Journal of Cancer Survivorship

, Volume 8, Issue 2, pp 260–268 | Cite as

Influence of weight training on skeletal health of breast cancer survivors with or at risk for breast cancer-related lymphedema

  • Kerri M. Winters-Stone
  • Monica Laudermilk
  • Kaitlin Woo
  • Justin C. Brown
  • Kathryn H. Schmitz
Article

Abstract

Purpose

This study aimed to determine whether the Physical Activity and Lymphedema (PAL) trial weight training program for breast cancer survivors at risk of or with breast cancer-related lymphedema provided skeletal benefits.

Methods

Of the 295 participants in the randomized controlled PAL trial, 258 (weight training; N = 128; control, N = 130) had complete measures of bone mineral density (BMD (in grams per square centimeter)) of the proximal femur and lumbar spine and were also categorized by T scores. Women in the weight training group performed slowly progressive weight training 2 days/week for 12 months compared to women in the control group who maintained their usual physical activities.

Results

There were no significant differences in the rate of BMD change at any skeletal site between weight training and control groups, regardless of menopausal status. Distribution of bone health categories was not significantly different between groups at baseline, but became different at 12 months (p < 0.03) among postmenopausal women due to an increase in the percentage of controls who became osteopenic (35 to 44 %) compared to stable bone health in weight lifters.

Conclusions

The PAL weight training program that increased muscle strength without exacerbating or causing lymphedema among breast cancer survivors was not as efficacious at improving skeletal health. The skeletal loads produced from the PAL program may be insufficient to notably shift BMD, but may have a subtle osteogenic effect.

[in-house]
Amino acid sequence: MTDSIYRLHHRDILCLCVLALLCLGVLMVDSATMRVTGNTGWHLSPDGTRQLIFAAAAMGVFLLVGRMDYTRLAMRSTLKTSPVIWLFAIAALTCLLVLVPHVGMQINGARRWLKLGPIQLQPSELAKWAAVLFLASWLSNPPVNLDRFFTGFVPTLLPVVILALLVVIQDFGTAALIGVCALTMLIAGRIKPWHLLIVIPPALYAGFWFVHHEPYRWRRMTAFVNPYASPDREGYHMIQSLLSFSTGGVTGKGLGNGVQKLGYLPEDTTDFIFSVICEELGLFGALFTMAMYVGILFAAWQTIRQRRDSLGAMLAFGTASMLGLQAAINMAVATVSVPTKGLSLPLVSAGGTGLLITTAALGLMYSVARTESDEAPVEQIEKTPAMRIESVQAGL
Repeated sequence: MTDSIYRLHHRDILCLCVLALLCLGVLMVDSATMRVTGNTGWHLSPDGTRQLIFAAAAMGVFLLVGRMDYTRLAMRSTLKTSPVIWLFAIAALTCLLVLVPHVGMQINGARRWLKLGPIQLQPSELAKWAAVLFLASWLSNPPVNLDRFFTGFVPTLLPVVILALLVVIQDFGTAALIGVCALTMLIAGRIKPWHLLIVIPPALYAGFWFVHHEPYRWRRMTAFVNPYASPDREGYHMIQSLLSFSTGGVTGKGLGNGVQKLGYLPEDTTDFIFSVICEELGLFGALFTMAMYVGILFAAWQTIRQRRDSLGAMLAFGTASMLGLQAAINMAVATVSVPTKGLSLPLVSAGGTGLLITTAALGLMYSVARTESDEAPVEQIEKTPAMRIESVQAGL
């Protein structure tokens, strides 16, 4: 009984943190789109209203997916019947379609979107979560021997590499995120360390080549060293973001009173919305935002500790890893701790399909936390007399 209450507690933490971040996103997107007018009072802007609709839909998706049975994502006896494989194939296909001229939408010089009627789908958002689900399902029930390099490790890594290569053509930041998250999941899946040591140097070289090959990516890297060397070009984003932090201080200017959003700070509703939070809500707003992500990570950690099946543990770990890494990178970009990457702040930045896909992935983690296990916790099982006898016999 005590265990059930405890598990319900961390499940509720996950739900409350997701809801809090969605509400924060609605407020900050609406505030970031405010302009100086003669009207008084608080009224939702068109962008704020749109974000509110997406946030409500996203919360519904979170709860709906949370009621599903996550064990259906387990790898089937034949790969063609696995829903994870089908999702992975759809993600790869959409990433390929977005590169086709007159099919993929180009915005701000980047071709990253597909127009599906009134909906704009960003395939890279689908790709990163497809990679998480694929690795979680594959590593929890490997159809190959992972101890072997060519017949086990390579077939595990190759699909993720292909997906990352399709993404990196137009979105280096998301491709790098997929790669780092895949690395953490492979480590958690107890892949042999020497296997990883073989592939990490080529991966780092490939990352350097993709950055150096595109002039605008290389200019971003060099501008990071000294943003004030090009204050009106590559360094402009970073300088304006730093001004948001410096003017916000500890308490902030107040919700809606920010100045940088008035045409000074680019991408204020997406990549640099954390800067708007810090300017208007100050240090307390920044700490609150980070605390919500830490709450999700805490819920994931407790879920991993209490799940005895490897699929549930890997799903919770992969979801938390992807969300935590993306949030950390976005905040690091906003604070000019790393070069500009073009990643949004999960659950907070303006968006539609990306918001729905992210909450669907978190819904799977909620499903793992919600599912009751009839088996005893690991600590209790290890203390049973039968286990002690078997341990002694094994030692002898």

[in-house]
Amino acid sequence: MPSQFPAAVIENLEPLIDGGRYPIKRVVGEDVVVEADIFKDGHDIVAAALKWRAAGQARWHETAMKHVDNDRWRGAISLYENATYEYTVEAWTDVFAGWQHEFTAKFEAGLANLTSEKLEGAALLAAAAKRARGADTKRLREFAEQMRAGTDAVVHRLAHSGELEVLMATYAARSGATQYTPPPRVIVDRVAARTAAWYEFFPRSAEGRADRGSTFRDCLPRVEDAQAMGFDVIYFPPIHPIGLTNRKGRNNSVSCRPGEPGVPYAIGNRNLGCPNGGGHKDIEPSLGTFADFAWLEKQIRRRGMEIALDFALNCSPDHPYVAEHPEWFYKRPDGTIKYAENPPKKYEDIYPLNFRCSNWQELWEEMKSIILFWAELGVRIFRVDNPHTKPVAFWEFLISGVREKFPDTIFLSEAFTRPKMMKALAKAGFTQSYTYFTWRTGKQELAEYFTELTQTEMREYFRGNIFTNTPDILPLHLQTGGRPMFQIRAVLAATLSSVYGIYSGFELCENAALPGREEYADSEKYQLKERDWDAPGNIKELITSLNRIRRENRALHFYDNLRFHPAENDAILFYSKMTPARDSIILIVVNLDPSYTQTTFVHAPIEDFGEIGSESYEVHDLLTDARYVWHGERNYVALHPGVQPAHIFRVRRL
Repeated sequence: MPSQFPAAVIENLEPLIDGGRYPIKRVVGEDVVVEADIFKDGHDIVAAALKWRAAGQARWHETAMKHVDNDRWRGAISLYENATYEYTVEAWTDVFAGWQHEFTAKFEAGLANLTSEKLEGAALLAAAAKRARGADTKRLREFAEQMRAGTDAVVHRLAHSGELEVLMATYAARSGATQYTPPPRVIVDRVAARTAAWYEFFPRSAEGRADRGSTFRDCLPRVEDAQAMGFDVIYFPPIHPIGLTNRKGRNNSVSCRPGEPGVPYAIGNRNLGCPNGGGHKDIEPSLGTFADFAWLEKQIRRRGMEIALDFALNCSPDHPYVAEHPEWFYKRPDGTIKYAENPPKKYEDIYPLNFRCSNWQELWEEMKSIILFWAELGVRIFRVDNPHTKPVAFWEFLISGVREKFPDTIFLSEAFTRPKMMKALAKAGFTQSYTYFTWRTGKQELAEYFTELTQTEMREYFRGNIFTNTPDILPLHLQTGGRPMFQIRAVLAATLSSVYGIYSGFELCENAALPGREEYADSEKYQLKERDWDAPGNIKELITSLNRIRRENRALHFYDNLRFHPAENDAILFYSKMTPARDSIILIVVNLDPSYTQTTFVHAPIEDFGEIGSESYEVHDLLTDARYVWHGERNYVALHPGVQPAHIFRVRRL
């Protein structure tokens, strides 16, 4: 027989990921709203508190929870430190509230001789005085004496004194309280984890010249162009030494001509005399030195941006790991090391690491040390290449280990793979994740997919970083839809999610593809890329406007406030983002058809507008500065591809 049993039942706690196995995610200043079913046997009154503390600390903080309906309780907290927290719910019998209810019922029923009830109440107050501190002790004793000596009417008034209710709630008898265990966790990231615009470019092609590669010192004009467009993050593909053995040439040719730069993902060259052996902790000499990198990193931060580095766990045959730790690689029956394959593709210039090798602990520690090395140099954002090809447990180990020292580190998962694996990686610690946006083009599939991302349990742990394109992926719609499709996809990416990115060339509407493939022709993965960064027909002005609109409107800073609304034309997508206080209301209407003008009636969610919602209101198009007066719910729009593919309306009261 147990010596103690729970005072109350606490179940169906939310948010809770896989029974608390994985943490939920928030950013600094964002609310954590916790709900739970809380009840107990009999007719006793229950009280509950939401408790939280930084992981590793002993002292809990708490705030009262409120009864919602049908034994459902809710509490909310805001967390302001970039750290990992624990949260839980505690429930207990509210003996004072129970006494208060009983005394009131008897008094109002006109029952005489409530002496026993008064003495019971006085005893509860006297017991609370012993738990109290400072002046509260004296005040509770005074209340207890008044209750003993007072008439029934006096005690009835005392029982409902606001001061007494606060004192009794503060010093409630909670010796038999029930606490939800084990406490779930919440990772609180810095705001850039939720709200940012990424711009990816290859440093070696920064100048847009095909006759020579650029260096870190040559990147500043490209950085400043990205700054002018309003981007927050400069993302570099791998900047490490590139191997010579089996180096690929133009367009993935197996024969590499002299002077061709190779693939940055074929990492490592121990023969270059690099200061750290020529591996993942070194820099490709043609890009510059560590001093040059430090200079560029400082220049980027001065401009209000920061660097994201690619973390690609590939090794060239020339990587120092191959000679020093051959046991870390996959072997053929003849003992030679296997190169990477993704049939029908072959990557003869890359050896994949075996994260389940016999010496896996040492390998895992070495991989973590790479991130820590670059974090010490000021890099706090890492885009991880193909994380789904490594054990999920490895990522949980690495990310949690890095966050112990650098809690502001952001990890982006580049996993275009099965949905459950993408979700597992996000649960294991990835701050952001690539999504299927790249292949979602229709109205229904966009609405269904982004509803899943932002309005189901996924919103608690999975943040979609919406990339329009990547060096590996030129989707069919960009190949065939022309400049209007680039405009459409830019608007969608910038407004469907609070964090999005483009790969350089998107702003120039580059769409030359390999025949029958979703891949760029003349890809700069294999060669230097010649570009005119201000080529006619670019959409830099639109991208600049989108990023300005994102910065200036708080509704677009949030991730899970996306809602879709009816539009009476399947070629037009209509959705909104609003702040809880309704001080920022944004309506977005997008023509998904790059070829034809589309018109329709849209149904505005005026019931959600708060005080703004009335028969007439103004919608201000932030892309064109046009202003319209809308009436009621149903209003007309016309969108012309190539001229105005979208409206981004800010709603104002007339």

Implications for cancer survivors

The safety and efficacy of rigorous weight training programs for improving skeletal health in women at risk for or with breast cancer-related lymphedema remain to be determined.

Keywords

Resistance exercise Osteoporosis Fractures Neoplasms Survivorship 

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Copyright information

© Springer Science+Business Media New York 2014

Authors and Affiliations

  • Kerri M. Winters-Stone
    • 1
  • Monica Laudermilk
    • 2
  • Kaitlin Woo
    • 3
  • Justin C. Brown
    • 3
  • Kathryn H. Schmitz
    • 3
  1. 1.School of NursingOregon Health & Sciences UniversityPortlandUSA
  2. 2.Core PerformancePhoenixUSA
  3. 3.Department of Biostatistics and Epidemiology, Perelman School of MedicineUniversity of PennsylvaniaPhiladelphiaUSA

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